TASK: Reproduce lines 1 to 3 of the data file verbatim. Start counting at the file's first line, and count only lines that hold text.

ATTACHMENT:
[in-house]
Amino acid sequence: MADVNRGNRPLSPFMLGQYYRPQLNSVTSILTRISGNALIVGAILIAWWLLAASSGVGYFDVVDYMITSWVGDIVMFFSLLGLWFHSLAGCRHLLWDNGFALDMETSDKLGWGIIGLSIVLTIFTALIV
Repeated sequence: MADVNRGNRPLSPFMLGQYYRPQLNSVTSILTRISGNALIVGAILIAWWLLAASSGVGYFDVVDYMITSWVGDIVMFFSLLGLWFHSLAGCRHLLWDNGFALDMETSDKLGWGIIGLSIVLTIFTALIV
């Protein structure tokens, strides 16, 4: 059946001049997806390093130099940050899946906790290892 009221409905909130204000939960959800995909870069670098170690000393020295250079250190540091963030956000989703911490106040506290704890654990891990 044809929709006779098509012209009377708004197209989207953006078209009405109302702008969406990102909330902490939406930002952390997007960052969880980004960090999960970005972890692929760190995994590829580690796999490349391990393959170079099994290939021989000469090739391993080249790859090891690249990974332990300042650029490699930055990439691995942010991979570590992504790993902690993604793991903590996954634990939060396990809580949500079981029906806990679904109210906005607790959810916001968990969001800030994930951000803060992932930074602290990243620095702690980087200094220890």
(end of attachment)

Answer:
[in-house]
Amino acid sequence: MADVNRGNRPLSPFMLGQYYRPQLNSVTSILTRISGNALIVGAILIAWWLLAASSGVGYFDVVDYMITSWVGDIVMFFSLLGLWFHSLAGCRHLLWDNGFALDMETSDKLGWGIIGLSIVLTIFTALIV
Repeated sequence: MADVNRGNRPLSPFMLGQYYRPQLNSVTSILTRISGNALIVGAILIAWWLLAASSGVGYFDVVDYMITSWVGDIVMFFSLLGLWFHSLAGCRHLLWDNGFALDMETSDKLGWGIIGLSIVLTIFTALIV